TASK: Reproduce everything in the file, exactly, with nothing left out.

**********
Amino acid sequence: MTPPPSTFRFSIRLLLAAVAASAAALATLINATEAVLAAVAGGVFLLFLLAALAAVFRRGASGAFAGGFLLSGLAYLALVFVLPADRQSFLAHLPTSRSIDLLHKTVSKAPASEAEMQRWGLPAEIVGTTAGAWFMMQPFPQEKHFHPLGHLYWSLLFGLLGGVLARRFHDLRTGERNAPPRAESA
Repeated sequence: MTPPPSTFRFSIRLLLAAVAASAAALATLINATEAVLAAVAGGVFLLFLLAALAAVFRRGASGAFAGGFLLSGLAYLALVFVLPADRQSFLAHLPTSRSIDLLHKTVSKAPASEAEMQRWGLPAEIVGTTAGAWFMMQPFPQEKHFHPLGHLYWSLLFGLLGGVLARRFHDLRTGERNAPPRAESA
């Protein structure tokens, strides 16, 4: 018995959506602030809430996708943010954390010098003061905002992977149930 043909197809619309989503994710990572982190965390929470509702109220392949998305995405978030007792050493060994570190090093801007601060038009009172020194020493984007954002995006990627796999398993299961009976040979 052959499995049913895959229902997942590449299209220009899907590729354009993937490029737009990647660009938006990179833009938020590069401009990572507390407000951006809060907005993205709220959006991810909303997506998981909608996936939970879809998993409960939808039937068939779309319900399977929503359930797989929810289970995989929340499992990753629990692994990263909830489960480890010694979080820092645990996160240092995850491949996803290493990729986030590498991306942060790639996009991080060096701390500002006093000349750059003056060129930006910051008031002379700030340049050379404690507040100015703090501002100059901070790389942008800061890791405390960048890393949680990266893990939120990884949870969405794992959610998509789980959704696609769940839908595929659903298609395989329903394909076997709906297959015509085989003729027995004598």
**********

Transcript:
Amino acid sequence: MTPPPSTFRFSIRLLLAAVAASAAALATLINATEAVLAAVAGGVFLLFLLAALAAVFRRGASGAFAGGFLLSGLAYLALVFVLPADRQSFLAHLPTSRSIDLLHKTVSKAPASEAEMQRWGLPAEIVGTTAGAWFMMQPFPQEKHFHPLGHLYWSLLFGLLGGVLARRFHDLRTGERNAPPRAESA
Repeated sequence: MTPPPSTFRFSIRLLLAAVAASAAALATLINATEAVLAAVAGGVFLLFLLAALAAVFRRGASGAFAGGFLLSGLAYLALVFVLPADRQSFLAHLPTSRSIDLLHKTVSKAPASEAEMQRWGLPAEIVGTTAGAWFMMQPFPQEKHFHPLGHLYWSLLFGLLGGVLARRFHDLRTGERNAPPRAESA
């Protein structure tokens, strides 16, 4: 018995959506602030809430996708943010954390010098003061905002992977149930 043909197809619309989503994710990572982190965390929470509702109220392949998305995405978030007792050493060994570190090093801007601060038009009172020194020493984007954002995006990627796999398993299961009976040979 052959499995049913895959229902997942590449299209220009899907590729354009993937490029737009990647660009938006990179833009938020590069401009990572507390407000951006809060907005993205709220959006991810909303997506998981909608996936939970879809998993409960939808039937068939779309319900399977929503359930797989929810289970995989929340499992990753629990692994990263909830489960480890010694979080820092645990996160240092995850491949996803290493990729986030590498991306942060790639996009991080060096701390500002006093000349750059003056060129930006910051008031002379700030340049050379404690507040100015703090501002100059901070790389942008800061890791405390960048890393949680990266893990939120990884949870969405794992959610998509789980959704696609769940839908595929659903298609395989329903394909076997709906297959015509085989003729027995004598």